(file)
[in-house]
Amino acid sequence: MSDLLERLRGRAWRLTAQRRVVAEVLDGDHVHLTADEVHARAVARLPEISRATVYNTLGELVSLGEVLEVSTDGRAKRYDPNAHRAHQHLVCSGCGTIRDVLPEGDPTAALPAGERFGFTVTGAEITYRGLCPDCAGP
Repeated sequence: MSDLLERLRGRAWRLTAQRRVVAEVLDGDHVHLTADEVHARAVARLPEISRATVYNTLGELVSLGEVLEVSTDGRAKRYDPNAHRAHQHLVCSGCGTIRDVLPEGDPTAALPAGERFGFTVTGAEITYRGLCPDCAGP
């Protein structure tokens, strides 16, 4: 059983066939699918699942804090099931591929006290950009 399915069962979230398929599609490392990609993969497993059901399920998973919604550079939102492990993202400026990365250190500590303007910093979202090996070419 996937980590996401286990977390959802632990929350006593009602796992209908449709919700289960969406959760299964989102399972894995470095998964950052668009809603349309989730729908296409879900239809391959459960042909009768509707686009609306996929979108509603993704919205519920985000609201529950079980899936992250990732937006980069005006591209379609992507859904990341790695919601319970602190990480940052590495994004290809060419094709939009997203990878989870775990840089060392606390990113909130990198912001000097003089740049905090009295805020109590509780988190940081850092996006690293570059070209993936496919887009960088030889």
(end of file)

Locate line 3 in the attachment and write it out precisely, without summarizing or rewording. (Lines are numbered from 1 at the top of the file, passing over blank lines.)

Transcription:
Repeated sequence: MSDLLERLRGRAWRLTAQRRVVAEVLDGDHVHLTADEVHARAVARLPEISRATVYNTLGELVSLGEVLEVSTDGRAKRYDPNAHRAHQHLVCSGCGTIRDVLPEGDPTAALPAGERFGFTVTGAEITYRGLCPDCAGP